By Susan Falvella Garraty and Ray O’Hanlon
WASHINGTON, D.C. – It happened leaving Dublin, it happened in New York and it happened again in Washington. No matter where he went on his four-day U.S. tour last week, Sinn FTin leader Gerry Adams could not escape the shadow of the gun and the rat-tat-tat of reporters’ questions about decommissioning.
Adams, however, managed to duck and weave through the barrage and along the way netted close to $100,000 for his party’s upcoming election campaign, strolled through the New York Stock Exchange, supped with some of the richest people on earth and broke words with the president of the United States.
While in Washington Friday, Adams urged the U.S. to keep a good eye on Northern Ireland in the weeks to come.
“We look to the people here to help us monitor the situation,” he said at a press conference at the National Press Club just before his visit to the White House.
But monitoring the sticky issue of IRA weapons decommissioning was another matter. On that one, Adams could hardly contain his petulance at being asked continuously about guns and explosives. “It’s a dead end issue,” he told reporters.
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At the same time, Adams couldn’t resist taking a shot at America’s own gun problems. He let rip with both barrels: “You people in the United States have more of a problem with guns than we do,” he said in clear reference to the recent spate of school shootings.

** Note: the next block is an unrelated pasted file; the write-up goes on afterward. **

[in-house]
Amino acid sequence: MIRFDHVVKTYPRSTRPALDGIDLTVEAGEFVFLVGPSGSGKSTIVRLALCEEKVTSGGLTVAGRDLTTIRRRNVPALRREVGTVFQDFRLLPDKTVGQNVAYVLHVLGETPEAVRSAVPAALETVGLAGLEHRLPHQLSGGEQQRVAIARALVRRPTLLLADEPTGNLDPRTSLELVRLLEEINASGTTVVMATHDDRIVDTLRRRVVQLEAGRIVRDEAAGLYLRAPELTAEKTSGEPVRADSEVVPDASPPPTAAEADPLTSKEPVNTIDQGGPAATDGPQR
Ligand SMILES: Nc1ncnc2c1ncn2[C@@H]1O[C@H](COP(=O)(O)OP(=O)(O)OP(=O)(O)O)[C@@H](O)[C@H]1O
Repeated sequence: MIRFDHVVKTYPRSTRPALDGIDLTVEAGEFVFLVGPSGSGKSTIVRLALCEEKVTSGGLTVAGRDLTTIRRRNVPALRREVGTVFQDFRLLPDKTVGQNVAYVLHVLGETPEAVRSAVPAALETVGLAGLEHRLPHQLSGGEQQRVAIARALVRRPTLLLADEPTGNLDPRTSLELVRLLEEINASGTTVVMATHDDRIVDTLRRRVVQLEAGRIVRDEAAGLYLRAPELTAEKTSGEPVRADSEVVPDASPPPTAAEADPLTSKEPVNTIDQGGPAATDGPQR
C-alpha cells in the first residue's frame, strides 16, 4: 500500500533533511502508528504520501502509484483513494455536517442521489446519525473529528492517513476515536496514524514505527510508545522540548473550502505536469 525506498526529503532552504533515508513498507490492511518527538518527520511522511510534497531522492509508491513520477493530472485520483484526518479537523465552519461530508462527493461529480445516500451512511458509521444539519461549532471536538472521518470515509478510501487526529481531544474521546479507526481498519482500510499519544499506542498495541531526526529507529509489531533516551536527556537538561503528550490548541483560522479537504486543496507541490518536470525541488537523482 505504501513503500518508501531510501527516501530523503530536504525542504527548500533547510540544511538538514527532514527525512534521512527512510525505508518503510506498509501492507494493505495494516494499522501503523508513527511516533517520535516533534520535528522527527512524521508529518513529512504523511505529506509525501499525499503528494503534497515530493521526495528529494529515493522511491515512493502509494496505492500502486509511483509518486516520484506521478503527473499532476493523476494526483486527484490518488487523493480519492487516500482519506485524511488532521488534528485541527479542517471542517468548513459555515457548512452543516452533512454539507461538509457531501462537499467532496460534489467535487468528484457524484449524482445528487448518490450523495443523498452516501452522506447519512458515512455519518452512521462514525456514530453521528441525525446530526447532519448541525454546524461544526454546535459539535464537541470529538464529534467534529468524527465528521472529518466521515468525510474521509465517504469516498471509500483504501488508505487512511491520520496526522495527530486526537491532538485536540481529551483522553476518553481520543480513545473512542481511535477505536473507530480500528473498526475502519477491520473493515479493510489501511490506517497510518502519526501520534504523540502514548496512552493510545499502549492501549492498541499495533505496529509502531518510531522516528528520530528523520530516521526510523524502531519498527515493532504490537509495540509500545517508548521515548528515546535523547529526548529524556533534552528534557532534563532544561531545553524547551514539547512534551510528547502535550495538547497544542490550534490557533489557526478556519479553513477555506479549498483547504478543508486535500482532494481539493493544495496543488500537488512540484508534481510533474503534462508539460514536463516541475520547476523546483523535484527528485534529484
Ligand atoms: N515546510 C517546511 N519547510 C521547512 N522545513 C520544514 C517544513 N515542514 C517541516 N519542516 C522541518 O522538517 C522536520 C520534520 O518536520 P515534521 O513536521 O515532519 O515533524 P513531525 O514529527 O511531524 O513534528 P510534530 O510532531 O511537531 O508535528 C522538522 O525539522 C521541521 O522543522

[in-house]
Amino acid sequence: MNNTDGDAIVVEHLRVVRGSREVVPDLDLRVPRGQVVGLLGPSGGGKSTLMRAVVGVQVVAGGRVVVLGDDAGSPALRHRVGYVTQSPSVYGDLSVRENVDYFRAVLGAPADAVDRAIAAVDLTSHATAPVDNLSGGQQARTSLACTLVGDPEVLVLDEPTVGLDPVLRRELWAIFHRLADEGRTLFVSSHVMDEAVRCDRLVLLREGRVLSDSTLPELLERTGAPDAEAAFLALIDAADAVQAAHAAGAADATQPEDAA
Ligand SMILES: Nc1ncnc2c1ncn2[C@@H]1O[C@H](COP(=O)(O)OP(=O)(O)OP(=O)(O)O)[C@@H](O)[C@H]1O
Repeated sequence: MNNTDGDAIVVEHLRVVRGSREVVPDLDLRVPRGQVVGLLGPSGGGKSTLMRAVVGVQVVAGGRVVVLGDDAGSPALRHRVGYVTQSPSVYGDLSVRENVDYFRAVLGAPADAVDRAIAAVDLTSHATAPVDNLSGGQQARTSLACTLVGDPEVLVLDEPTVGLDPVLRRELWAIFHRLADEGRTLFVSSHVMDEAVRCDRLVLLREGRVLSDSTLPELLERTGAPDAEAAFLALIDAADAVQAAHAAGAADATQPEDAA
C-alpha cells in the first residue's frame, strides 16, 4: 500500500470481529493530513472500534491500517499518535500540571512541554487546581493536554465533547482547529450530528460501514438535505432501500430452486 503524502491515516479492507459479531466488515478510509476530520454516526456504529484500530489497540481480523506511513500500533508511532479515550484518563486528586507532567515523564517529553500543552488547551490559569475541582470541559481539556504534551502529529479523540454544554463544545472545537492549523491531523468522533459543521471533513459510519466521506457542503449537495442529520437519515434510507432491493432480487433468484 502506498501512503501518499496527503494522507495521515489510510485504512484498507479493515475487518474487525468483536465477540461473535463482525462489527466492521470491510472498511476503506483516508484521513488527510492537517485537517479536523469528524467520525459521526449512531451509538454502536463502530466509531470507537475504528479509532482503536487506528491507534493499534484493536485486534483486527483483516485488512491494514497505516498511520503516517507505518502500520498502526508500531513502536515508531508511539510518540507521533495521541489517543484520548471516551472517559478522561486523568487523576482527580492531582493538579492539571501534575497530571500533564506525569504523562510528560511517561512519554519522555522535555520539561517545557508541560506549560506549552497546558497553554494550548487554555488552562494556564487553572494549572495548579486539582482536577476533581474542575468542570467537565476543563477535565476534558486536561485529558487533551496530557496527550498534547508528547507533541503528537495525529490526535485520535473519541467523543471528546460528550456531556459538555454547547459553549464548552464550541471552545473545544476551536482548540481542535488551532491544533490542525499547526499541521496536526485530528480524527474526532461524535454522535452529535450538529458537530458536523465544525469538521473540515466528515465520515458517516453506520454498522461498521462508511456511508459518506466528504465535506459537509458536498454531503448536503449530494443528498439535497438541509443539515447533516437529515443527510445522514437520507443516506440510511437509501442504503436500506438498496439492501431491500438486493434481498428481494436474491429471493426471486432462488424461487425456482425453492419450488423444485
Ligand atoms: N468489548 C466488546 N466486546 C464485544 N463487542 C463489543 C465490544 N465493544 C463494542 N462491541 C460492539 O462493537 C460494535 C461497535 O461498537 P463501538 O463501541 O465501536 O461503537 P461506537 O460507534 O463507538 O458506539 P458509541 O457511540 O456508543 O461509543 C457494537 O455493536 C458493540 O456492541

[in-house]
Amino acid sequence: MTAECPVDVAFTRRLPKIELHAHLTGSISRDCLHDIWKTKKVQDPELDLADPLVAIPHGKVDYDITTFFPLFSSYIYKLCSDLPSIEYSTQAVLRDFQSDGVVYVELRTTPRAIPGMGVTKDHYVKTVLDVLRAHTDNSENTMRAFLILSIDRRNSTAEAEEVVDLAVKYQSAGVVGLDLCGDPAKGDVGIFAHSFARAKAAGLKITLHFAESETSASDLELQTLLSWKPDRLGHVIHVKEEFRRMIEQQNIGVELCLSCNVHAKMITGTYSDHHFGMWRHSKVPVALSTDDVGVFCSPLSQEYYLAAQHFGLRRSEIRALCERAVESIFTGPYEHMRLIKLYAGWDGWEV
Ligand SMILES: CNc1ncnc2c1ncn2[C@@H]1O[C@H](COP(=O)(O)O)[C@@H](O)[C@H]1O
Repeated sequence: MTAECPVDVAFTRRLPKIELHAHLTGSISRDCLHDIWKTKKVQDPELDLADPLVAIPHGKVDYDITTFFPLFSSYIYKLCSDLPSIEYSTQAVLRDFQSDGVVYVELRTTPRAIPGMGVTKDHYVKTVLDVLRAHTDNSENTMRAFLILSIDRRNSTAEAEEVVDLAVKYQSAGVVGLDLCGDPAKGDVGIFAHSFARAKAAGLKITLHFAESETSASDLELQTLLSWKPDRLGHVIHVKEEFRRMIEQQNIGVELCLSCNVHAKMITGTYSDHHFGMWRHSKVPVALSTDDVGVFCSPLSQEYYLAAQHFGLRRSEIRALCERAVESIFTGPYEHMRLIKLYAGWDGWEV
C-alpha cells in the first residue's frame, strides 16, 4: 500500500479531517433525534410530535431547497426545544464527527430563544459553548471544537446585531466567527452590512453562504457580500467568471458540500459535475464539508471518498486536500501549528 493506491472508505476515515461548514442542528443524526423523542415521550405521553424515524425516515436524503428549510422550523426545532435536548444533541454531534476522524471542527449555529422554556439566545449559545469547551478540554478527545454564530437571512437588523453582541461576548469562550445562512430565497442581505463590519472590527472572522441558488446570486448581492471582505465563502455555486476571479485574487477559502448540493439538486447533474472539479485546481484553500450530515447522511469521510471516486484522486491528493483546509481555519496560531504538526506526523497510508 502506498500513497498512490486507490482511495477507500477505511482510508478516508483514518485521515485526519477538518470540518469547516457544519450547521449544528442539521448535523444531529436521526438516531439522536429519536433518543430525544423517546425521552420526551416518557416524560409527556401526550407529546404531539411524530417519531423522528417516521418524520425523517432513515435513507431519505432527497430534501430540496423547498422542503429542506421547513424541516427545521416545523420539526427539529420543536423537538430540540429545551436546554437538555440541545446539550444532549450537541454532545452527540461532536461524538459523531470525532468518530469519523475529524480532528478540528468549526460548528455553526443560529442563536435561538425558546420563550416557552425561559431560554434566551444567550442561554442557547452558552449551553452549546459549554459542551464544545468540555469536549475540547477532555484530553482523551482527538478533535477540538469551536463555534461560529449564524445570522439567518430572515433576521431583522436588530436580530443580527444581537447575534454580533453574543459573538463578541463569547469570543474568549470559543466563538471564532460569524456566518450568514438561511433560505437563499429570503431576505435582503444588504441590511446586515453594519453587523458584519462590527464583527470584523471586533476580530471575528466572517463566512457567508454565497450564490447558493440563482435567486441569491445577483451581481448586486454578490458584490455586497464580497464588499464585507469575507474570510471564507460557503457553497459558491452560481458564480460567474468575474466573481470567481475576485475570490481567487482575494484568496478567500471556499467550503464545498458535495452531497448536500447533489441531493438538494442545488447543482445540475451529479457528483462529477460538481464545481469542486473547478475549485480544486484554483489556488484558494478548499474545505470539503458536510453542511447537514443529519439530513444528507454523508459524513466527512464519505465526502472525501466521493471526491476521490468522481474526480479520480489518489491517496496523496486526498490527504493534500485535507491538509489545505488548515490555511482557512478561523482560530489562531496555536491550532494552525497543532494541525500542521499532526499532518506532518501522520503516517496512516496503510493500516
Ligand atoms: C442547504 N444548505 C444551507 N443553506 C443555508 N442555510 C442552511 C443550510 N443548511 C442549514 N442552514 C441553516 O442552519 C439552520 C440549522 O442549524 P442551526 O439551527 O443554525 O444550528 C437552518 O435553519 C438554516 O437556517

It wasn’t his first swipe. Taking questions from reporters at the American Irish Historical Society, shortly after his arrival in New York Wednesday, Adams was also confronted with a query on weapons, this time by Mark Little, RTE television’s U.S. correspondent.
He replied that decommissioning was the last question asked by an Irish journalist as he departed Dublin and was now the first from an Irish journalist in New York. He said he was taking a “vow of silence” on the issue for the duration of his U.S. visit.
During his visit, Adams made repeated references to Sinn FTin concerns over the Belfast Agreement’s language, particularly on the issue of self-determination.
The agreement held a view of consent and self-determination that no Irish republican could accept because it rested on the gerrymander of partition, he said in a scripted speech delivered at the Historical Society.
Later, in Washington, he expressed similar sentiments: “There shouldn’t be squabbling and bickering on consent. The agreement was always meant to be transitional and not permanent.”
He said he was more concerned with how the agreement would address policing and equality issues. And while guns and lead bullets were not his favorite topic, Adams took a different view of the plastic variety and decommissioning of same.
Banging the press club podium with a rubber bullet, Adams said he would focus the attention of U.S. lawmakers on the upcoming marching season.